Q: When is the data updated?
A: The data is updated on a rolling basis. When cities are able to send us new data, we add it to the platform. If the data is from a publicly available source, once the new round or additional years of data are accessible, we add them to the platform as well. Some cities and datasets are only updated every other year, or are released a few years after the data is collected, so you may notice some of the data for certain indicators is older than others.
Q: Do we have more up to date data? Or older data for a longer time span of comparison?
A: The platform contains the most up to date data we have. We do not have data from years previous to 2010. We also do not have more recent data – the most current data we have is posted, and we add new data as it becomes available.
Q: Can I freely use these data?
A: Yes, please use these data! It is open access. We would love to know how you are using the data. Please share with us any reports, publications, visualizations, etc. that you create from the data, as well as an stories about what the data has enabled you to do. Please send stories to firstname.lastname@example.org. You can also tweet your visualizations at @bigcitieshealth.
Q: How should I cite the data/platform?
A: Please reference the platform as follows: Big Cities Health Inventory Data Platform. Big Cities Health Coalition, National Association of County and City Health Officials. http://www.bigcitieshealth.org/city-data accessed [date].
Q: Am I able to get the raw numbers in another form, like an excel spreadsheet? Can I get more specific data?
A: Yes, there are three options for downloading csv files with raw data. Using the toolbar on the left side of the page you can click red text under “Download” to get the complete dataset. Secondly, you can download csv files for each of the member cities with all of the indicators (e.g., downloading the Boston spreadsheet including all indicators for Boston) from the city pages. Thirdly you can download csv files for specific indicators with data for all of the cities (e.g., downloading the indicator spreadsheet for blood lead levels that contains all the city data) from the indicator pages.
Q: Why don’t I see a certain city in the platform? Why is it only U.S. cities?
A: Depending on the city in question, there are a few reasons it may not appear on the platform. This dataset only includes the 28 member cities in the Coalition (See more about our membership criteria here). If you are looking for data on a city that is not a BCHC member (see our member list here), they will not be included in the platform. However, if your city is not a BCHC member, you can still compare your data to BCHC members. We know at least two cities have done so to date.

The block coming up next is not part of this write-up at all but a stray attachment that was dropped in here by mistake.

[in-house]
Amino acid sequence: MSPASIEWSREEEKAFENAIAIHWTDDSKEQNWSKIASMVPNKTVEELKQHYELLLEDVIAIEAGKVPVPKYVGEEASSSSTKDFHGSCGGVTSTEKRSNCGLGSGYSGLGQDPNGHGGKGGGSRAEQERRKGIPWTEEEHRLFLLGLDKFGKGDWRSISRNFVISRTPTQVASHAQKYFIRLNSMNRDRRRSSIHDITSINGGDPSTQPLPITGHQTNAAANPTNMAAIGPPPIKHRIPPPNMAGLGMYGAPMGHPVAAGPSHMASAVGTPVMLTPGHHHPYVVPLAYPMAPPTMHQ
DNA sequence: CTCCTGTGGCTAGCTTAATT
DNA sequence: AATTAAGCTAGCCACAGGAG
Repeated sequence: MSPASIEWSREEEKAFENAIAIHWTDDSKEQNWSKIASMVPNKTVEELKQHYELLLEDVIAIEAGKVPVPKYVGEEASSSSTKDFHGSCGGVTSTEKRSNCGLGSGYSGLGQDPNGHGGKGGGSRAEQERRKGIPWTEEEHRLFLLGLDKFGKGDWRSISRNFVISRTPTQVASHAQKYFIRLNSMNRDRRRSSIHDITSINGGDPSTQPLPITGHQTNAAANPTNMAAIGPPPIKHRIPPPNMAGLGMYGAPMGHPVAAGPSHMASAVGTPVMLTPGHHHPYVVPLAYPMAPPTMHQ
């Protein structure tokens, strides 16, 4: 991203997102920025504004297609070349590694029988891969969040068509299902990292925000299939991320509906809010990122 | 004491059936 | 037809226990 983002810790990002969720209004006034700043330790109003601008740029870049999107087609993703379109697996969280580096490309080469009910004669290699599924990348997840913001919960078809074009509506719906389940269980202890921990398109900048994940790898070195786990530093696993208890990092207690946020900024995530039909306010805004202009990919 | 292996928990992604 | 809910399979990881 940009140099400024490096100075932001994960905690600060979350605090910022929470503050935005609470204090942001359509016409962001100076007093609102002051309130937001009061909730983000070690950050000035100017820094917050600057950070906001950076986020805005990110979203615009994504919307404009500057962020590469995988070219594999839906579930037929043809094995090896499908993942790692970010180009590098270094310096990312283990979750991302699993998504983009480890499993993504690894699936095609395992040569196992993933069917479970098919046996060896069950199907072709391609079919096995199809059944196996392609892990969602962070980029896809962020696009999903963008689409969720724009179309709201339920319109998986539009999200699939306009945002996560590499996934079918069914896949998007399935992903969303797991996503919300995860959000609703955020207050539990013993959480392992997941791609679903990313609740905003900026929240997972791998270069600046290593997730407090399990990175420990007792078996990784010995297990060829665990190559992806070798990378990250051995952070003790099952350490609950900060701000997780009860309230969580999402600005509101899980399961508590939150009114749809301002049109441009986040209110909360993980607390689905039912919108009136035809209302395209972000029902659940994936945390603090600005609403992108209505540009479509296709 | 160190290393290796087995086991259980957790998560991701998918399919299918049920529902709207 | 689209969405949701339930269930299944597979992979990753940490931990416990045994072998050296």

Alternatively, if you are looking for data on a BCHC member city and do not see it in the platform, that is likely because we do not have data for that year or indicator. Cities track and report their data in different ways, so some indicator data sets may be less complete than others.
Q: Why are some cities missing data either for certain years or certain indicators? Why do some cities have data that is more broken down by sex or race than others?
A: Each city collects different types of data. The specificity with which cities collect their data also varies. Additionally, populations of these cities are not homogeneous, which means that there are likely to be differences in reporting data on certain races and sexes. There may not be a large enough population of a group in question for a city to accurately capture data for health indicators of that group. That is why some cities may be missing data on certain racial categories or sexes, and why some cities report data for all races or all genders together, rather than separately.
Q: How and why are certain indicators selected? Why are some diseases/health outcomes listed but not others?
A: Indicators encompass nine broad categories of public health importance: Behavioral and Substance Abuse, Cancer, Chronic Disease, Environmental Health, Food Safety, HIV/AIDs, Infectious Disease, Injury and Violence, and Maternal and Child Health. Two additional categories include demographics and life expectancy/overall death rate. These indicators were chosen based on their relationship to the leading causes of morbidity and mortality in the US and their role in creating healthier, safer communities. They were also based on priorities outlined by the US Department of Health and Human Services’ Healthy People 2020 Goals, CDC’s Winnable Battles, and interest of BCHC members.